Clifford C. Hach and Kathryn Hach-Darrow

Clifford and Kathryn Hach

Clifford and Kathryn Hach. Courtesy Kathryn Hach-Darrow.

In the 1940s the husband-and-wife team of Clifford C. Hach (1919–1990) and Kathryn “Kitty” Hach (b. 1922) launched the Hach Chemical Company, which became a leading producer of water-testing reagents and instruments. Hach Chemical ensured that clean water flows from household taps and everywhere that water quality is an issue.

Clifford grew up during the Great Depression. Before the crash of 1929, his father had owned and operated a hardware store in a small town in Iowa, a store that a technologically inclined boy could enjoy to the fullest. Economic bad times forced the family with its five children to move out to a farm where they could live off the land. In 1938, at considerable economic sacrifice to his family, Hach enrolled at Iowa State University. There he began studying electrical engineering, in line with some of his boyhood projects in radio communication, but the subject of chemistry stole his heart. He did not receive his bachelor’s degree until 1947 because World War II intervened and talented undergraduates were co-opted by their Iowa State professors to work on various wartime projects at the university. Some of these projects related to the Manhattan Project to make the first atomic bombs. Another was the production of a better carbon dioxide fire extinguisher for the navy to use aboard ships.

The Depression also affected Kitty’s experiences growing up in Missouri. Her father, originally a prosperous car dealer with an enthusiasm for aviation, was forced by circumstances to sell his plane and move his family to a farm. Kitty earned money for her college tuition by raising turkeys for market. She studied at Christian College (now Columbia College) before transferring to Iowa State University to prepare to become a home economics teacher. At Iowa State she particularly admired Nellie Naylor, a chemist in the home economics department who inspired generations of women to enter chemical professions. At the university she met Clifford, and they married at the end of her junior year in 1943. Four years later they established their company with just $15,000 that Clifford had earned from the sale of his patent describing a new way to generate carbon dioxide to fight fires.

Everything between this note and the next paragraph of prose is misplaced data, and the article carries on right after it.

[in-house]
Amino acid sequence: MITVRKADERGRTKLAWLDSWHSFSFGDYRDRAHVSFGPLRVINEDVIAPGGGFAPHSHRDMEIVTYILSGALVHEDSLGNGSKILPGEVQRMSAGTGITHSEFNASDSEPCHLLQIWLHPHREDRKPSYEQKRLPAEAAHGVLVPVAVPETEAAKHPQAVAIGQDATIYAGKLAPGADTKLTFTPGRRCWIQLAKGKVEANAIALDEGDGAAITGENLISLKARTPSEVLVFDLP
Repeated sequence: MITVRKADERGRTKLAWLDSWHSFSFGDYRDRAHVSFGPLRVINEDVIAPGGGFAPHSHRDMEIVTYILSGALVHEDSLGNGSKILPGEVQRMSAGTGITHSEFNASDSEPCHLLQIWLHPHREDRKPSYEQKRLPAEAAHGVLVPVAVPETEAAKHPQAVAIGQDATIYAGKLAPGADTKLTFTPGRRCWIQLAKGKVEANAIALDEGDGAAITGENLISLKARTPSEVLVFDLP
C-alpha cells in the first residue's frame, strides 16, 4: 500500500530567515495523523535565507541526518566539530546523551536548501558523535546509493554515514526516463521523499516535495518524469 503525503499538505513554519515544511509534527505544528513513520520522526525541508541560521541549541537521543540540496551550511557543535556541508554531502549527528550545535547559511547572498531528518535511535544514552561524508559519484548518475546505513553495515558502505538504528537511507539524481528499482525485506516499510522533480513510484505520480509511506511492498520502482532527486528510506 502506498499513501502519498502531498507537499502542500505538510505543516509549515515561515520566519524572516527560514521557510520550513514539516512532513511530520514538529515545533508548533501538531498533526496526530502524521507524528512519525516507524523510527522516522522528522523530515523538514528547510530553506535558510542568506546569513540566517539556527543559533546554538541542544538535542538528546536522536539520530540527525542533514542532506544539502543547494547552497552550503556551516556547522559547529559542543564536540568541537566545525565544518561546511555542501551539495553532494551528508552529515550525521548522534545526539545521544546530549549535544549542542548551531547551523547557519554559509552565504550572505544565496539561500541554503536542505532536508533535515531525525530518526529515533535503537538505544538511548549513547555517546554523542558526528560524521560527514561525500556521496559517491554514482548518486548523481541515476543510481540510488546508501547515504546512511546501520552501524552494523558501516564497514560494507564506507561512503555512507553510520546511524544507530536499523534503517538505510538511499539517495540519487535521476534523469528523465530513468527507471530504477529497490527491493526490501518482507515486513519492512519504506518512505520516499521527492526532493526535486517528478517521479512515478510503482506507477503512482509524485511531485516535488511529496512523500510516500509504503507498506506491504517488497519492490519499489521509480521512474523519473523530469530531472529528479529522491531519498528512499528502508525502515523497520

While Clifford oversaw the company’s research and development, Kitty dealt with business operations, marketing, and other general management. Over the next half century they guided the company’s growth into a global leader in water purification. Meanwhile, they raised three children, who were allowed the run of the ever-enlarging Hach plants.

Hach Chemical was instrumental in standardizing water-purification tests and pioneered many world-standard instruments for testing water. Their tests were designed to be simple and effective, with nontechnical directions. After Clifford’s death in 1990, Kitty led the company while their son Bruce gradually took on more responsibility. In 1995 she married Donald Darrow, a retired airline pilot. In 1999 the Hach Chemical Company became a subsidiary of the Danniher Corporation. The Hach family, through the Hach Scientific Foundation founded in 1980, has been extraordinarily generous over the years in supporting chemical education at all levels and in many forms.

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Arnold O. Beckman

CHF’s Beckman Center for the History of Chemistry was started with a generous grant from the Arnold and Mabel Beckman Foundation in 1987.

 

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